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Reuters: Spain In Bailout Denial

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MADRID (
Reuters
) - Spain flatly ruled out needing a bailout and said results of extra health checks on its ailing savings banks would be published next spring, as its government and central bank stepped up efforts to calm uneasy investors.
As concerns that the euro zone debt crisis could spread to the Iberian (NEIBI.NX - news) nations gripped markets, Prime Minister Jose Luis Rodriguez Zapatero said there was "absolutely" no chance Spain would need to seek outside help to manage its finances.
The country had no plans to introduce extra fiscal measures either, and investors should think twice about betting against it, he added, telling private regional broadcaster RAC1 radio: "Those who are taking short positions against Spain are going to be mistaken."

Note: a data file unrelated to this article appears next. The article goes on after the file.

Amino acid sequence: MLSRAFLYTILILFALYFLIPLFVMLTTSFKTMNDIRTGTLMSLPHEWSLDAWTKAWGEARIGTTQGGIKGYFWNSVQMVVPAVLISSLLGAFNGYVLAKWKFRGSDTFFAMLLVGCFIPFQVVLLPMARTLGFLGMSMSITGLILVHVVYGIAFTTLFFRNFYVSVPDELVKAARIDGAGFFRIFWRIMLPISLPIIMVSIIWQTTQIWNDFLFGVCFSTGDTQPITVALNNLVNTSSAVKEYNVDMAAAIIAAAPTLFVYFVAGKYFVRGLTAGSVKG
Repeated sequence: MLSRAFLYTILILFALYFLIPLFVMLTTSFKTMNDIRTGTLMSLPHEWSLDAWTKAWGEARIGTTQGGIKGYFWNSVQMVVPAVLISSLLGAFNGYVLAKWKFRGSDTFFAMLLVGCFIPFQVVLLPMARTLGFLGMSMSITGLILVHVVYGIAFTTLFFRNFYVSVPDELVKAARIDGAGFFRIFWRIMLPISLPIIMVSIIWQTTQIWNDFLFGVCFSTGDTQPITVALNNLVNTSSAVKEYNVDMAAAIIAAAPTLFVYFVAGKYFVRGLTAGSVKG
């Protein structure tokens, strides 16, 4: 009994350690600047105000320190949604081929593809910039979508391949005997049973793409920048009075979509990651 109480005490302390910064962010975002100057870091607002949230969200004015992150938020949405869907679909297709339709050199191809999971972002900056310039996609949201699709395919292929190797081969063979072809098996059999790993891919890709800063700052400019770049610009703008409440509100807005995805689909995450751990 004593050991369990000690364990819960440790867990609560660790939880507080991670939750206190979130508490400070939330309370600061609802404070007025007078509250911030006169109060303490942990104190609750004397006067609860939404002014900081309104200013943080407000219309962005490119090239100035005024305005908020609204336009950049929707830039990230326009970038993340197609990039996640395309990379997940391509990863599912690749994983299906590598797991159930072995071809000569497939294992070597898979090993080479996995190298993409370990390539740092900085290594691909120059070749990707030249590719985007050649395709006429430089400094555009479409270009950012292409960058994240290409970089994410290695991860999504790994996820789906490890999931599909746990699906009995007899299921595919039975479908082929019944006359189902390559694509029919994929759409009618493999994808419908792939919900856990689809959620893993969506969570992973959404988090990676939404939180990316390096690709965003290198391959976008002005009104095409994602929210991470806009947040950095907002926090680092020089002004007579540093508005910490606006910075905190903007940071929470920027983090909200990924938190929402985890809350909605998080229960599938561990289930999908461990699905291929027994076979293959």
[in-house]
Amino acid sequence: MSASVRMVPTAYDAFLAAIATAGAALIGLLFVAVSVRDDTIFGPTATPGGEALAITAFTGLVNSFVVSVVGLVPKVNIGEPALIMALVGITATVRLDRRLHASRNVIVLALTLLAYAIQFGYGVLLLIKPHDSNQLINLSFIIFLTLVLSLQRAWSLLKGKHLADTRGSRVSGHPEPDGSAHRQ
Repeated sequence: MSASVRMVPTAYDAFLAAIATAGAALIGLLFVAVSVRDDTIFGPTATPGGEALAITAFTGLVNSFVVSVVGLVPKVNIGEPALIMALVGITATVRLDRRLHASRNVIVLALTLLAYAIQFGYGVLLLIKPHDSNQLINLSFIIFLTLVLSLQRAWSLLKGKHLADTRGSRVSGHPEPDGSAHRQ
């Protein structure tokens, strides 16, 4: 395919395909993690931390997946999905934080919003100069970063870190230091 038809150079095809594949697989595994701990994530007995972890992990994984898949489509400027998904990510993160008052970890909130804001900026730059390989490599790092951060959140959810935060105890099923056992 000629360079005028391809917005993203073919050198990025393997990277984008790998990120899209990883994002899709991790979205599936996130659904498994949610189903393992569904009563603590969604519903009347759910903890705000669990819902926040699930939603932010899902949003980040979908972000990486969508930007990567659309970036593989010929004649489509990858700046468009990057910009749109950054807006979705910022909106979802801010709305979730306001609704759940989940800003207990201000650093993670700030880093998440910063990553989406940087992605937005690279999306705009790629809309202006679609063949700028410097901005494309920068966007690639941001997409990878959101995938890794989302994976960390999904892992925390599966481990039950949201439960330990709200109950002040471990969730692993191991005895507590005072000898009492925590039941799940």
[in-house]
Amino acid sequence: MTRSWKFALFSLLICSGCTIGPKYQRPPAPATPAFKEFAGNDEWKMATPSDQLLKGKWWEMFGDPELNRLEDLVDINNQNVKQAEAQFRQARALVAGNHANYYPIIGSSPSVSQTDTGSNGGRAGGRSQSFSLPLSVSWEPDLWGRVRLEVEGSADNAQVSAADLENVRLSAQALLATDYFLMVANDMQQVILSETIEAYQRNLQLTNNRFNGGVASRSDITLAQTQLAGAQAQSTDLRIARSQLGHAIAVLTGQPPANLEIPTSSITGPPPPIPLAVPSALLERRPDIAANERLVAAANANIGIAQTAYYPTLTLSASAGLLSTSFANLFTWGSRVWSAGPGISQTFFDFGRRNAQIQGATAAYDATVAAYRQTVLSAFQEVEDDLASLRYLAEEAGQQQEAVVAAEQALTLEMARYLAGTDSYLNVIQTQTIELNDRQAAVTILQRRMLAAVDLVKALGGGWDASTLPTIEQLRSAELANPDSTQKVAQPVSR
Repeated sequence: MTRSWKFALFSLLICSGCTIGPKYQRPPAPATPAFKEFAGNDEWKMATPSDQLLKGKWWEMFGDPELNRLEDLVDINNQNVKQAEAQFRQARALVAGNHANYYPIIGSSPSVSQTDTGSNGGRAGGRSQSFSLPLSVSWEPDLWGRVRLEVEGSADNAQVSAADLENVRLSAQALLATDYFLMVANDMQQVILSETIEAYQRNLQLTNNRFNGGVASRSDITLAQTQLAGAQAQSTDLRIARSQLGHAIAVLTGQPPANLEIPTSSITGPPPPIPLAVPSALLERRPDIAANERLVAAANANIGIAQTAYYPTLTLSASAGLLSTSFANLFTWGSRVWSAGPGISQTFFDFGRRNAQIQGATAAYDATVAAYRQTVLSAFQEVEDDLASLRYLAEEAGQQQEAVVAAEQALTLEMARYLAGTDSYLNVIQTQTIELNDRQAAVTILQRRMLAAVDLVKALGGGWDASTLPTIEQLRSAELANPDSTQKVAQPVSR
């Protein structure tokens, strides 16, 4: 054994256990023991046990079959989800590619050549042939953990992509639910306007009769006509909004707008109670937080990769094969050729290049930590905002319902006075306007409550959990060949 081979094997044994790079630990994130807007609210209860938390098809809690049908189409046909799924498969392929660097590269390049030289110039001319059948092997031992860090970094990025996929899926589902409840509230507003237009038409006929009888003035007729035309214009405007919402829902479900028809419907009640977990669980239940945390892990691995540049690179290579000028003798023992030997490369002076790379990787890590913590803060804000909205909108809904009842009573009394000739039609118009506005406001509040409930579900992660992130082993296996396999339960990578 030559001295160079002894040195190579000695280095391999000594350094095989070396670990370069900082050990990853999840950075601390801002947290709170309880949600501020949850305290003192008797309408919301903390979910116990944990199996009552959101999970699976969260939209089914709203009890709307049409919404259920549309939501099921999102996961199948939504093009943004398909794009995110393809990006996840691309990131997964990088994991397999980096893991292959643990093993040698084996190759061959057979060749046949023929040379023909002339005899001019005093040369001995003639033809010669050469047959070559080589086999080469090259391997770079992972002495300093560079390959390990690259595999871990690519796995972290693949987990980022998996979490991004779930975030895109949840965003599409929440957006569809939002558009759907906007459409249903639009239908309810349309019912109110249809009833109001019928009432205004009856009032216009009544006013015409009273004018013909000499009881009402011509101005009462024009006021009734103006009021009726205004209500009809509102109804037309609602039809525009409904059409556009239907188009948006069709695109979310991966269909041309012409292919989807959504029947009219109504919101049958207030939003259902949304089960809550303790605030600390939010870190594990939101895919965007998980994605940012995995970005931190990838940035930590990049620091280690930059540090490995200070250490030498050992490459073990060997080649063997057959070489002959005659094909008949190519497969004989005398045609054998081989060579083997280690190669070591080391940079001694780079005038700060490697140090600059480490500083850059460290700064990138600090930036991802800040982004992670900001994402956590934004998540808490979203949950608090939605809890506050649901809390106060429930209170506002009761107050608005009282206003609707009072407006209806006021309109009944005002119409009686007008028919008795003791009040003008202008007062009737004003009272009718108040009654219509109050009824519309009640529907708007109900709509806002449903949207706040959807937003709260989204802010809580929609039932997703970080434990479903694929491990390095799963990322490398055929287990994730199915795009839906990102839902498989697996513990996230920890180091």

The bond market will dictate terms from here. Even the risk of a bailout will be quickly priced in and a panic is certain.

Spain is the big one--if they go the Euro will be in dire straits. Good thing this is breaking late on Friday.

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Who'd of thought CGNAO and DaddyBear were right all along. Damm if only I had bought gold when I had the chance.

You want to take a look at the FOREX for some world changing numbers--Euros and Sterling anyone?

Gold heading back below 1350 might be a buying opportunity or a good sellling op. Depends how lucky you feel. :o

If Spain goes down there is no way the Germans will bail them and we will have riots in the streets if Cameron offers them a big handout. I just returned from 10 days on the Costa Tropical and the place is dead--hardly a soul around and restaurants were empty. People looked scared with blank stares and pinched expressions on their faces.

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Should I get my cash out of Santander now?